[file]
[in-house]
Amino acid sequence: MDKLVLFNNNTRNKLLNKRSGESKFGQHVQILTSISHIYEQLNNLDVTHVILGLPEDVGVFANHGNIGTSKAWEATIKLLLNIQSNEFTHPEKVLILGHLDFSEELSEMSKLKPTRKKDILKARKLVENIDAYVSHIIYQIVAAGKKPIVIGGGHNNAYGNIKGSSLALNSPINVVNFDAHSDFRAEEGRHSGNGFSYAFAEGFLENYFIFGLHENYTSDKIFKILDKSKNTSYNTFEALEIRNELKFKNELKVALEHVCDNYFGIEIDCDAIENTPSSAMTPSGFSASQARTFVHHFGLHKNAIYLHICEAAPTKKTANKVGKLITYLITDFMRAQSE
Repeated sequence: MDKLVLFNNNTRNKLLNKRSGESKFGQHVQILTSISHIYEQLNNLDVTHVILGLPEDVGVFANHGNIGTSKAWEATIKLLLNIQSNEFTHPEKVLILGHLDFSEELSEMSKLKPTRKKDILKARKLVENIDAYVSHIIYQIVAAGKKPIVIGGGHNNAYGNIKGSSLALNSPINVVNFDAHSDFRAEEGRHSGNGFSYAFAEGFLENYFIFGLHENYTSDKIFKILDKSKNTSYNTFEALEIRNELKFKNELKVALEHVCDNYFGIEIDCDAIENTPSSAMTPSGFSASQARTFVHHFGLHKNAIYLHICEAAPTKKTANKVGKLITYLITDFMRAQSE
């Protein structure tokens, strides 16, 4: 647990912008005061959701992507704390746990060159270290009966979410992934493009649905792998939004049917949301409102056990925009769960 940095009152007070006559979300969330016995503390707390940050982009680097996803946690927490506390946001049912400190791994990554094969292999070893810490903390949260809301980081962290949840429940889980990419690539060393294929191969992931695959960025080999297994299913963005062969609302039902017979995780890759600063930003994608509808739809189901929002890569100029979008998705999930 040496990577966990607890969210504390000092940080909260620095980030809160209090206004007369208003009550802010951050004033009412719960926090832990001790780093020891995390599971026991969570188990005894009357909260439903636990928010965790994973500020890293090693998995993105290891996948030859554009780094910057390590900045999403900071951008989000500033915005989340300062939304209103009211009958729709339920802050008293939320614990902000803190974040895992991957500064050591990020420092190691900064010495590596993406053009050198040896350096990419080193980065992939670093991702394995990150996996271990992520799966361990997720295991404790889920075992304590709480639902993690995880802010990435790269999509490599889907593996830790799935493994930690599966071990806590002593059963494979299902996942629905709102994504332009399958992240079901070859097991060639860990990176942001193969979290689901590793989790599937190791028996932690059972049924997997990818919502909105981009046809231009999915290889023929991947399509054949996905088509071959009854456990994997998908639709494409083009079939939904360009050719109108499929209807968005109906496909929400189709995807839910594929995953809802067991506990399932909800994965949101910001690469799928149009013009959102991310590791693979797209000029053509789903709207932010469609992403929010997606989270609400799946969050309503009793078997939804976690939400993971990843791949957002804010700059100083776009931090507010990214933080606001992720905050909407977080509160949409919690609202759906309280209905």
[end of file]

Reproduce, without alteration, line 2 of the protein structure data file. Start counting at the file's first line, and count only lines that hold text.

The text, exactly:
Amino acid sequence: MDKLVLFNNNTRNKLLNKRSGESKFGQHVQILTSISHIYEQLNNLDVTHVILGLPEDVGVFANHGNIGTSKAWEATIKLLLNIQSNEFTHPEKVLILGHLDFSEELSEMSKLKPTRKKDILKARKLVENIDAYVSHIIYQIVAAGKKPIVIGGGHNNAYGNIKGSSLALNSPINVVNFDAHSDFRAEEGRHSGNGFSYAFAEGFLENYFIFGLHENYTSDKIFKILDKSKNTSYNTFEALEIRNELKFKNELKVALEHVCDNYFGIEIDCDAIENTPSSAMTPSGFSASQARTFVHHFGLHKNAIYLHICEAAPTKKTANKVGKLITYLITDFMRAQSE